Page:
"Without proper progesterone levels, estrogen becomes out of control, also known as estrogen dominance," Dr. Cole says. And when that happens, you might experience a whole slue of symptoms, including
worsening PMS, insomnia, acne, painful breasts, and headaches.
If your hair is falling out, or just seems thinner overall, you may want to let a doctor know. "Early onset
female pattern balding may be a sign of hormone imbalance," Dr. Bard says. "When treated early, hair thinning can be reversed but if allowed to progress may become permanent."
If your period isn't predictable, or seems to be changing — maybe it's much heavier, or a lot lighter than usual — your hormones are most likely to blame. As Dr. Cole says, heavy menstrual bleeding can be a sign of high estrogen, especially if you have other symptoms, such as bloating, breast tenderness, and mood swings.
While it's normal to have bowel movements during your period, if you poop
a lot it may be a sign of of elevated prostaglandins, "which are hormone-like chemicals that cause muscle contraction," Dr. Jolene Brighten, author of , tells Bustle. "They aid in childbirth, menstruation, and when there are too many or the wrong kind, you'll find yourself with period diarrhea." Beyond The Pill
While constipation can be related to your diet and water intake, it can also be a sign of a hormonal imbalance, including a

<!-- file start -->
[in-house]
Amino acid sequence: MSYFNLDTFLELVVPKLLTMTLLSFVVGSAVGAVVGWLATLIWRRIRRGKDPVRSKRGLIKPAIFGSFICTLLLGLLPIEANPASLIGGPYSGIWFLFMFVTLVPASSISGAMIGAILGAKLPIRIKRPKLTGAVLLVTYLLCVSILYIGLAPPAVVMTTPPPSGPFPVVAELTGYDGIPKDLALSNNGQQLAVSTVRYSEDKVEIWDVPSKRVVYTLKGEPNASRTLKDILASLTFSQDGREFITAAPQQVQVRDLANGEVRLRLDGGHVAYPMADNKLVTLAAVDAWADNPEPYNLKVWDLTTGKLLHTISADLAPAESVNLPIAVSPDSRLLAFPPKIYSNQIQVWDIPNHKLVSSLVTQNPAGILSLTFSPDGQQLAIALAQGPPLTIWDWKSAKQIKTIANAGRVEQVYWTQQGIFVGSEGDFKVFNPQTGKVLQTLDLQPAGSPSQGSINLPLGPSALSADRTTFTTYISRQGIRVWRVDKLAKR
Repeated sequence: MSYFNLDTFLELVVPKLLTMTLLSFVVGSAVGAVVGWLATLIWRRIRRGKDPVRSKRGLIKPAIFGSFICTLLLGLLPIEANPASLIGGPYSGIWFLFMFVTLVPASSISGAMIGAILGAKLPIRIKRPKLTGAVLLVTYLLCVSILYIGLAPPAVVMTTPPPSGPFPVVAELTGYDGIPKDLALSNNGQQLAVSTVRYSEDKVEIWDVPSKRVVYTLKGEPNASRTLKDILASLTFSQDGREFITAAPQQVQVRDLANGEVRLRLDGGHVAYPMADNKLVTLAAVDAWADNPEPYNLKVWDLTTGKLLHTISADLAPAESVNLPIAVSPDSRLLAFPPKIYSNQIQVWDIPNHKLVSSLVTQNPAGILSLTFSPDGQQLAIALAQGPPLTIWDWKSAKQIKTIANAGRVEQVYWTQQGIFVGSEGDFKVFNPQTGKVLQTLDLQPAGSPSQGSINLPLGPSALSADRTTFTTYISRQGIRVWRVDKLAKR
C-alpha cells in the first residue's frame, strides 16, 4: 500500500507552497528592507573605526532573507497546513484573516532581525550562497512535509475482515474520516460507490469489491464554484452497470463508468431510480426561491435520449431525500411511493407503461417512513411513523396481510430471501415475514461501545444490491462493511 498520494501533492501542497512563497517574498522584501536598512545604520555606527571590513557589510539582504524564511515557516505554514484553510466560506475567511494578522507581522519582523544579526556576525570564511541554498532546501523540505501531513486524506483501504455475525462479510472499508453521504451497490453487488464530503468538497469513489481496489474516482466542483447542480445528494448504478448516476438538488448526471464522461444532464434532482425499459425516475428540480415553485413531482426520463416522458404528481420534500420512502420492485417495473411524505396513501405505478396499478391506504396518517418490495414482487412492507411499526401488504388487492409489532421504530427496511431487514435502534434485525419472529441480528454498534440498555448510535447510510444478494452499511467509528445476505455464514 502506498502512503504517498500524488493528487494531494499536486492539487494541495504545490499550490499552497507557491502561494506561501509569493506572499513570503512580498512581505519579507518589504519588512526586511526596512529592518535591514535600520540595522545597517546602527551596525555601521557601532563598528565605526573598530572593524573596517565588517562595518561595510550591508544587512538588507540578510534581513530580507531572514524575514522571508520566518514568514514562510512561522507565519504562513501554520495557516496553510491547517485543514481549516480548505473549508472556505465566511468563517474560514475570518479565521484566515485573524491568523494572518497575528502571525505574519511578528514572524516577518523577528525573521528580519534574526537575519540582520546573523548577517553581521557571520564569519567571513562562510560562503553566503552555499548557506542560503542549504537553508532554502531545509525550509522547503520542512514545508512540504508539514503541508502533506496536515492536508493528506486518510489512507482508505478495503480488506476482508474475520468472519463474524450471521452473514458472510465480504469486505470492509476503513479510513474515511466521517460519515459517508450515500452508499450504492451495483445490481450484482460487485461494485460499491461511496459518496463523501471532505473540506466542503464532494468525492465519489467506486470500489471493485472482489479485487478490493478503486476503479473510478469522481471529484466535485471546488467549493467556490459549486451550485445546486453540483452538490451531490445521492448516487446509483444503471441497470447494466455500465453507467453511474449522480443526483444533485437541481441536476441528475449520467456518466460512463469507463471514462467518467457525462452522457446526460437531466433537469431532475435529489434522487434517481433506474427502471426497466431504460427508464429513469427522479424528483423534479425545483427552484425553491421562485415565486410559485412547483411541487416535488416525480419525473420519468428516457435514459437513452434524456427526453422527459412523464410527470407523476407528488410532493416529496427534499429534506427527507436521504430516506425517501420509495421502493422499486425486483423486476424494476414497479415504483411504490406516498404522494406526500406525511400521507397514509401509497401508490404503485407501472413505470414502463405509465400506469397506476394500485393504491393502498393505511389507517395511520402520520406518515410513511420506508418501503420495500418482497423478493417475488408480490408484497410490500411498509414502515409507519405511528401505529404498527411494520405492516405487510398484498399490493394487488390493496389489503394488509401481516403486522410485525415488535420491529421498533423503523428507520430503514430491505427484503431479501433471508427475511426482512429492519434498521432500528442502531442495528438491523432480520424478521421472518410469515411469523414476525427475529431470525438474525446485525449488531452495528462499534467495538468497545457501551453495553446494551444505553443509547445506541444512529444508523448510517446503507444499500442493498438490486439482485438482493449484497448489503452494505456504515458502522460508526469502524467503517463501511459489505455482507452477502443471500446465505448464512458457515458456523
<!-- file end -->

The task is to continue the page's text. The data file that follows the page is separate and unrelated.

problem with your thyroid. "Every cell of your body needs thyroid hormones to function optimally," Dr. Cole says. If yours is out of whack, you may experience constipation, as well as dry skin, cold hands and feet, thinning hair, and brain fog, among other things.
While it may sound strange, a craving for salt can actually point to a hormonal imbalance. "The adrenal glands secrete a hormone called aldosterone,"
Charles S. Masarsky, DC, tells Bustle. "This hormone prevents you from losing too much sodium in your urine. If your aldosterone levels drop below normal levels, you may develop a craving for salt. This is your body's attempt to compensate for your adrenal insufficiency."
Another symptom of low aldosterone levels is dizziness, since it can cause your blood pressure to drop. "Low blood pressure can cause
episodes of dizziness, especially when you stand from a sitting position," Charles S. Masarsky, DC, doctor of chiropractic, with Vienna Chiropractic Associates, tells Bustle. If this happens to you regularly, definitely let a doctor know.
If you have too much testosterone, it could potentially
cause ovarian cysts, Dr. Cole says, as well as a multitude of other annoying symptoms.
Aside from cysts, you might also feel irritable, have unstable blood sugar, or thinning hair. Low testosterone, on the other hand, can lead to fatigue and a
low sex drive.
Since so many issues can stem
from imbalanced hormones, it can be tricky, at first, to figure out exactly what's going on. But if you feel bad, or notice any of the weird side effects above, let a doctor know. The sooner they can sort out the issue, the sooner you'll be back to feeling better.